17. Anonymous said...

    Anon @ November 14, 7:07PM says Abi has not created ANY wealth or jobs. Well, NRN hasn't created ANY knowledge or ideas. The question is how science in India ought to be run, something NRN knows far less about than Abi or many other commentators.

    So it's not surprising that NRN produces boilerplate material - he has no real insight into the matter and has to say roughly what everyone else says. Management speak is his "father tongue", so that's what he uses to say it.

    The point is quite simple: NRN has a lot of money and so the media is willing to listen to his pontificating about things well outside his domain of expertise. If tomorrow he started talking about the relative merits of Bollywood starlets they would probably listen.

    Finally, the difference between NRN and APJAbdulKalam is that the latter usually talks to schoolchildren, his talks are explicitly meant to inspire (and they do). He does not (usually) presume to dictate the country's science policy, although he would be in a (slightly) better position to do so than NRN.

  18. Anonymous said...

    >The point is quite simple: NRN has a lot of money and so the media is willing to listen to his pontificating about things well outside his domain of expertise. If tomorrow he started talking about the relative merits of Bollywood starlets they would probably listen.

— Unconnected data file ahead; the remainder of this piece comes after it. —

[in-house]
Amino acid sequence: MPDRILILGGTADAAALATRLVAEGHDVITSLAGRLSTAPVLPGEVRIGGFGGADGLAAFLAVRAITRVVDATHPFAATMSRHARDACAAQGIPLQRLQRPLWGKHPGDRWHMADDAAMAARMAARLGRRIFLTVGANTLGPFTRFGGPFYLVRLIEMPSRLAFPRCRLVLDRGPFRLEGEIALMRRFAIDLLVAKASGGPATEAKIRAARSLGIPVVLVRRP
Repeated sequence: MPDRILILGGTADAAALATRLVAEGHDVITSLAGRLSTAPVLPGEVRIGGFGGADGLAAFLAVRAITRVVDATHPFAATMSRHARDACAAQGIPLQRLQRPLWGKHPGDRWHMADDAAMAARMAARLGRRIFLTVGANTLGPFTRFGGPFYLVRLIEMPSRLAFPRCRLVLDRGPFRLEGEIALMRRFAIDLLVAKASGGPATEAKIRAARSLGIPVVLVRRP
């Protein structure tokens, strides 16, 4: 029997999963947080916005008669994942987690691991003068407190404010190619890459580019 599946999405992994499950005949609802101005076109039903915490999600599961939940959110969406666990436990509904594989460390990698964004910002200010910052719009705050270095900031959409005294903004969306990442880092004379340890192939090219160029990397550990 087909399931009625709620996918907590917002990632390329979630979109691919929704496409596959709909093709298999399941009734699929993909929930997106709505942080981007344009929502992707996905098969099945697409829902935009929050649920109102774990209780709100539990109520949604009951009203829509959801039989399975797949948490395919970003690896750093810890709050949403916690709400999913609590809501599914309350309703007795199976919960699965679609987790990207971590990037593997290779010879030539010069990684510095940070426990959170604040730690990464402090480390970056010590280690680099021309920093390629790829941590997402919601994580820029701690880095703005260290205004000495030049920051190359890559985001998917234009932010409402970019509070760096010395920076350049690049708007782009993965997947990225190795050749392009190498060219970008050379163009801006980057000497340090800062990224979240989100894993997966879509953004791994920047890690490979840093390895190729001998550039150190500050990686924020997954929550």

Well, then this is a problem with the media's attitude, not a problem with NRN's oped. The post just makes fun of NRN's text, which is a cheap shot.

    If someone asks a rapper to sing a Carnatic keertanam, you shouldn't be complaining about the poor guy's Sruthi, but more about the weirdo who came with the bizarre idea.

  19. Anonymous said...

    "If someone asks a rapper to sing a Carnatic keertanam, you shouldn't be complaining about the poor guy's Sruthi ..."

    Should not the rapper have the sense not to sing a Carnatic keertana? Is that too much to ask of a rapper to stick to what he knows?

  20. Anonymous said...

    "The post just makes fun of NRN's text, which is a cheap shot."

    Well, I think Abi's point was/is that the article contains the usual cliched stuff dressed up in management-speak, so he was criticizing both content and form.

    "..., but more about the weirdo who came with the bizarre idea."

    You are assuming that NRN did not offer his ideas to the Hindu. He has, in recent times, shown no hesitation in presenting his thoughts on this and other issues to the public (cf. his recent book and several articles like the above containing, in addition to his opinions, wrong "facts").

  21. Anonymous said...

    >Should not the rapper have the sense not to sing a Carnatic keertana?